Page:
‘Sit next to me.’ Maria patted an empty chair. I sat down and noticed they were all looking at me with interest.
‘Did you sleep well?’ Maria said.
‘Yes, I did. It’s a lovely room. It’s, um, nice to have a door to outside.’ I avoided Macan’s gaze.
David nodded, then rose from his chair and disappeared inside the house.
‘I think later we should go for a walk and a swim in the pool,’ Maria said.
‘Oh, you have a pool? I didn’t see it when we were coming up the drive.’
‘It’s over behind the lavender fields —a small rock pool fed by an underground spring — just a hole in the ground, really. The water is icy.’
David came back from the house with three Karlovacko beers and a mineral water.
‘Do you drink beer?’ he said.
‘I used to steal Dad’s.’
David snorted, ‘So did I!’ Then he seemed uncertain and looked away.
He sat down and we drank, trying to cool down in the heat. It was stifling even under the awning and I could feel sweat trickling down my thighs. I looked out over the fields, trying to catch a glimpse of the pool, but I only saw a haze of lavender heads drooping under the sun. I felt the presence of Macan behind me and it unsettled me. What in the hell was he doing outside my room, anyway?
Macan’s voice broke through my thoughts. ‘How long will you be here, Emily?’
My pulse sped up. ‘A few weeks.’
‘You’re welcome to stay as long as you like,’ Maria said. ‘You’re family.’
‘Thank you, really.’ We fell quiet again.
A languid chirp from a lone insect sounded every few minutes. I wondered if Croatia had cicadas. David tipped his hat forward over his face and placed his empty beer can on the ground. I leant back in my chair and relaxed.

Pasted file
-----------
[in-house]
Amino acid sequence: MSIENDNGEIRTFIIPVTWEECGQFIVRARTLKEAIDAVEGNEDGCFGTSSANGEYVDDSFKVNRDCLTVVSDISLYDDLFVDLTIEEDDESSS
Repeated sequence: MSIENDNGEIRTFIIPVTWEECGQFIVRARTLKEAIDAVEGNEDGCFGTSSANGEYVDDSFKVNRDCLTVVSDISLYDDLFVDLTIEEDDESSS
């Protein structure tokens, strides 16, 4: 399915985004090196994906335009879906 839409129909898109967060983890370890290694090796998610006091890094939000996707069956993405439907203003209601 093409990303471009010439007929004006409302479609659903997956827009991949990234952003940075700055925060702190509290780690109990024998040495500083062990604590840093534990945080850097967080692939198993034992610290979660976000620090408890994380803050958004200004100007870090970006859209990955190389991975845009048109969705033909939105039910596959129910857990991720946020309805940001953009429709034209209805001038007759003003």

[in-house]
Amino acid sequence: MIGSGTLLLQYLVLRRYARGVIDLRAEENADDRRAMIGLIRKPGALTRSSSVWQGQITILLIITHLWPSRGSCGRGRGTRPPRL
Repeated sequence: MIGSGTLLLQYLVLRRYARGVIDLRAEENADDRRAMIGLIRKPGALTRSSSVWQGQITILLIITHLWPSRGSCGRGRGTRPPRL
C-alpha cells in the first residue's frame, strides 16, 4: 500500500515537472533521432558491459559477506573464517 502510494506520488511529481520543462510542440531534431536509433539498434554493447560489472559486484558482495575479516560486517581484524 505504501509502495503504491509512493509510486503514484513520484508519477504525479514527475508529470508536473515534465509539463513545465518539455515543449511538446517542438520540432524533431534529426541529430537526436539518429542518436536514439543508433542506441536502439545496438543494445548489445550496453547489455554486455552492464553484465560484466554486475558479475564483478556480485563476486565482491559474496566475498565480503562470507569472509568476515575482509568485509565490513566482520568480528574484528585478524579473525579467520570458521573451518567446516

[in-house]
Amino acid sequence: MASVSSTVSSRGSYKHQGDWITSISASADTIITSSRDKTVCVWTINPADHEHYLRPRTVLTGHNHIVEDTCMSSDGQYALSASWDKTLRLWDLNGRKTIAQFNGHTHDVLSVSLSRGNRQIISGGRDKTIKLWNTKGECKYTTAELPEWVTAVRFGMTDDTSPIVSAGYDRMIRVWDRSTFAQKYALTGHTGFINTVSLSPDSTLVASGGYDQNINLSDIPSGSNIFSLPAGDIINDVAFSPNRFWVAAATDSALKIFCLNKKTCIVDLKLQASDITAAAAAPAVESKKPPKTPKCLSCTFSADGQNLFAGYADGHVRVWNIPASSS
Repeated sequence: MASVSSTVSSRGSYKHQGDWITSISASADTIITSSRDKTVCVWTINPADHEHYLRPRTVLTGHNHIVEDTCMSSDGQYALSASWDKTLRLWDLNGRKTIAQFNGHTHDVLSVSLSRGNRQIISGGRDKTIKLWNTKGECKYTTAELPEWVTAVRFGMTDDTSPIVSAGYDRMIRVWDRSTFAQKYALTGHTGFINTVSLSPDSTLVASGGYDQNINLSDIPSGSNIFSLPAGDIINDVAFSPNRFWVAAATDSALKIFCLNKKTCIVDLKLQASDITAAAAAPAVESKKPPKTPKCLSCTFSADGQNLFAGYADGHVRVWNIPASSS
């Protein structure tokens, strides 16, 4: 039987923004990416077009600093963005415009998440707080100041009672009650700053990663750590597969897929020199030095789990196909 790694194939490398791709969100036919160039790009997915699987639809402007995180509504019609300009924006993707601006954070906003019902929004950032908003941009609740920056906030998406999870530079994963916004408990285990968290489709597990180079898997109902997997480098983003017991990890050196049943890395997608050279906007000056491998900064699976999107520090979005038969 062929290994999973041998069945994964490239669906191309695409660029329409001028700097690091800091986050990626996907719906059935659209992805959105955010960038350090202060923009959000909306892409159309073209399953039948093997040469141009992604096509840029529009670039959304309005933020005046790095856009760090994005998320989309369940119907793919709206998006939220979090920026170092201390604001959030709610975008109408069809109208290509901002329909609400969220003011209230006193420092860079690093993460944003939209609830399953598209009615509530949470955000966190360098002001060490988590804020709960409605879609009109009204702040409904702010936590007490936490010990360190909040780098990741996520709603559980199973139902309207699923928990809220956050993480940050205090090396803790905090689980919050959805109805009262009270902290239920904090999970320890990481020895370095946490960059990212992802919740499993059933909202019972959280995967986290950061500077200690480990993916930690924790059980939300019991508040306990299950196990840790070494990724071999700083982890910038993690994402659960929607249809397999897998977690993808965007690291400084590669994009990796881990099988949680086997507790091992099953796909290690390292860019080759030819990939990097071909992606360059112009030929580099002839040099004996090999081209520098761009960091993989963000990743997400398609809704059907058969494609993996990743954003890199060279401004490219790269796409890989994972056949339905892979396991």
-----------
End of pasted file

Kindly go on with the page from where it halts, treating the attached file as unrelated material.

My sandals slapped against the dusty track framed by lavender. Maria and Macan walked ahead of David and me, making their way over the uneven ground. Maria wore a large floppy hat. I could feel the burn of the sun on the back of my neck and wished I had one the same as hers to shade my face. The sun felt so much stronger than when I had been on the boat, although still not as bad as some summers up north, at home. David walked beside me, his eyes flickering over the lavender fields. I already felt more comfortable around Maria than him.
‘Do you miss Australia?’ I said.
‘This is home now.’ He glanced at me. ‘Sometimes.’
He bent to pluck one of the lavender stalks and handed it to me. I twirled it between my thumb and forefinger and the crushed flower released its perfume.
‘What did Mum think of you coming over here?’ he said.
‘She thought it would be dangerous. Dad never would have come back here and Mum would only have come with him. I tried to get her to come with me, but she wouldn’t.’ David looked at me and I stuttered. ‘She said it had been too long.’
He nodded and we walked on in silence together, but for the sound of Maria’s laughter and crickets hiding in the lavender.
‘Why didn’t you come back?’ I dared to ask. He didn’t answer straight away, but looked instead at Maria walking ahead of us.
‘Mm. Time has a habit of moving quickly when you’re not keeping track. I travelled for a while around Europe. Then I met Maria. Croatia needed rebuilding after the war and I moved here and I became involved in that, although the pay wasn’t good. But I had the skills, and a lot of young people didn’t.’
‘Surely you could have called, or written?’
‘I did once. The old man hung up on me.’
I fell silent. ‘I didn’t know.’
‘It made me angry, then I didn’t try again. I was angry at Mum, too, because she didn’t fight for me.’ He smiled, ‘I was never mad at you.’
‘You cried. I felt terrible for leaving you. You were so small and solemn back then; a skinny little girl with wide eyes.’